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tree-fancier123

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  1. If a root barier is impermeable what is the difference in terms of ground water between installing and felling? If the barrier is long and deep enough , far enough out from the walls I mean.
  2. I haven't read all the latest research - so I don't know. Back in 1993(AA research note) Lonsdale was a bit anti autumn pruning 'Despite the complexity of the seasonal changes, it can be predicted that, contrary to tradition, autumn is a bad time to prune trees. Components of the tree’s defences that depend on cell growth are clearly less effective than in the growing season. Also, wood moisture is at its lowest in many species in autumn. A high moisture content in wood equates with low oxygen content which limits the activity of decay fungi, even though some can survive such conditions. Finally, autumn is the time when a high proportion of decay fungi are releasing their spores' Interested in the latest, if anyone can recommend an article or review @EdwardC @Gary Prentice
  3. do you think there is anything to the seasonality of pruning, where if at all possible hard pruning in autumn is to be avoided due to all the fungal spores being released? People have to fill their diaries and earn money, but it strikes me that September, early October would be the absolute worst time of year if given a choice. I suppose if the customer is unaware it doesn't matter, if the wounds do attract gano etc, it may be decade or more before it caves in, by which time the 'arborist' may have paid off his/her mortgage and retired
  4. this is the only one in the list that bothers me - some of the richest people in the country have got there by having lots of low paid workers to staff their businesses, I'm thinking the likes of Phillip Green. So the government have had to subsidise their businesses by topping up the income of shop workers with tax credits, housing ben etc. Ill gotten gains that should be plundered by inheritance tax. I'd like to see JRM lose a slice too - he reportedly look a 1M divvy from the fund he cofounded, no mention of him forfieting his salary, even with that tremendous wealth. Scrapping inheritance tax seems like making sure the hard working pure greed can always trample the thickos underfoot
  5. have to agree with Stubby - what a drama queen, certainly no need for 3 exclamation marks, one would have been more than enough
  6. Also if it's hawthorn, yes a polesaw helps, as it's not really doable from inside
  7. an ordinary hedge cutter won't cope, but the Stihl single sided R type were made for it, mine is old model HS 86R good for upto an inch, I have that and a battery topper (from inside as Pete says), except today I had to leave part of it, almost mangled it, they need to be told - nothing after the second week of June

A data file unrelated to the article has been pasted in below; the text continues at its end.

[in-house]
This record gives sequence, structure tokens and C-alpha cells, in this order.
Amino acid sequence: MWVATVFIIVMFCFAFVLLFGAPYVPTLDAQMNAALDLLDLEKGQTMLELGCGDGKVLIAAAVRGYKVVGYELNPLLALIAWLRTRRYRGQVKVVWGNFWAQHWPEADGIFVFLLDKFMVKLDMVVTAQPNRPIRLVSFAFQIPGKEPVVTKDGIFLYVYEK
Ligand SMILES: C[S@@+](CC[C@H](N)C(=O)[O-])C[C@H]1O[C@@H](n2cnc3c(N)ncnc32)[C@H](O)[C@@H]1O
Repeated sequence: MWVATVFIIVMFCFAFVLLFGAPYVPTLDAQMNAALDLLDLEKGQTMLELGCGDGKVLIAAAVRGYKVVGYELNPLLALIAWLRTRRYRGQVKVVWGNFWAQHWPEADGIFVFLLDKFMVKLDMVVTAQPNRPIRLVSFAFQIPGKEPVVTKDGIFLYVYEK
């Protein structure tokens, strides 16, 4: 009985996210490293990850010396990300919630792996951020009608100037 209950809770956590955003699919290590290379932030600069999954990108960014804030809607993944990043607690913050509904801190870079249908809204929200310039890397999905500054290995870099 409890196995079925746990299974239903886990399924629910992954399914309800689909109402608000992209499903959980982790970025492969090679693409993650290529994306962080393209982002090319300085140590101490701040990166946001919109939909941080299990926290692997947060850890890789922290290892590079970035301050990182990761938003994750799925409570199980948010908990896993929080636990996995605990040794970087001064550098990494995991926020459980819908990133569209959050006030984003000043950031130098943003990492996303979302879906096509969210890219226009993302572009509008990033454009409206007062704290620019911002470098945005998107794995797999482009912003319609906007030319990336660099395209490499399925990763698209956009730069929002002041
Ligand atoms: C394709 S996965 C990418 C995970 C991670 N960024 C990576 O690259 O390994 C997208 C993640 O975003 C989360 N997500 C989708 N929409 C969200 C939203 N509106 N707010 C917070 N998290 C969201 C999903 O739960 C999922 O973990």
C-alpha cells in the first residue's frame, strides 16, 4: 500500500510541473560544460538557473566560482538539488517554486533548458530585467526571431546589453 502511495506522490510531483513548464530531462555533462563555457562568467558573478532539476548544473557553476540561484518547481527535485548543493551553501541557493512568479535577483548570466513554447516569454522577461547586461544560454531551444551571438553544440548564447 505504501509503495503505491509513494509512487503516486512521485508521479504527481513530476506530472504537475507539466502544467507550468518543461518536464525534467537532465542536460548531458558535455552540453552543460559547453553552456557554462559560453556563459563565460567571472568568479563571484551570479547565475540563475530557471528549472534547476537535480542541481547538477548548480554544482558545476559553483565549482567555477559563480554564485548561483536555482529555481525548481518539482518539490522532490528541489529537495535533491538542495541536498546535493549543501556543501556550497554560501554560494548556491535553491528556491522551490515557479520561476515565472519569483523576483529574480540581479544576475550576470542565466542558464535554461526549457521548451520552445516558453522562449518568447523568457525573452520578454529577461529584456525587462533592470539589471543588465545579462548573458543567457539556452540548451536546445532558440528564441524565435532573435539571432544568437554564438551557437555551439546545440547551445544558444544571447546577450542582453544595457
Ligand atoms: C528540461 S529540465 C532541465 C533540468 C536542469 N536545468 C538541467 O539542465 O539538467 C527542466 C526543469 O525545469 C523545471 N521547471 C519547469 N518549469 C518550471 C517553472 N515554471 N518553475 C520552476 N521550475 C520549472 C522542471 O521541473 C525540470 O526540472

8. Not how I interpreted it. Sure there is finite carbon, but it's only CO2 that is thought to trap heat in the atmosphere, like an insulating blanket. Australia has just passed legislation to mine a coalfield the size of UK and China have approx 200 new coal fired power stations in planning, or under construction. A few thousand vans and chippers is not even going to register. People like Greta who give up their time to protest get my respect. Australia and China need to understand how badly their actions will affect the whole world. They are like 'doesn't matter to us, we don't have beautiful glaciers anyway'.
  9. you won't get volume reduction, but buy a field and dig a massive hole (by hand of course) and transport the arisings to the hole by horse and cart, then thow them in,. When one hole is full, dig the next one. If the field is big enough the stuff in the first hole will have rotted by the time you run out of space
  10. buying a battery chipper won't help - lithium mining is turning the world into a toxic wasteland. The apocalypse is coming, no matter what.
  11. I've been using the Vactan rust converter, then a 2 pack epoxy mastic (Jotamastic 87). I got the idea of epoxy mastic from Arbtalk someone mentioned it, then I googled it and saw Rustbuster used it to treat a Ranger for the RNLI I figured they had the choice of products, so there must be good reason. Rustbuster seem to have made a trade out of it and their prices - if I paid myself what they had wanted, could have gone on holiday anywhere. https://www.rust.co.uk/product/rusty-s-technical-details-em121-epoxy-mastic-326 Jotamastic 87 was cheaper ebay than Rustbusters version I've only brushed it on, not messed about buying the proper thinners for it to spray it. There is summer and winter hardener, the winter hardener the paint goes off too quick if its warm.
  12. what we want is a book on how to trim big trees to fit into small gardens, not so it's good for the tree, but so it looks good and minimises the chance of the tree dying. I couldn't write that book, I don't have enough experience, but you do. I will suggest a cumbersome title "Everything you need to know to become a successful tree person in the UK, including how to change the bearings on a chipper" My only suggestions for the first draught - prune Walnut July/August. If customer asks best time to prune oak and beech say December/Jan after fungal spores have been released.
  13. I thought it was just a stock photo they used, as the damage is in yellow paint

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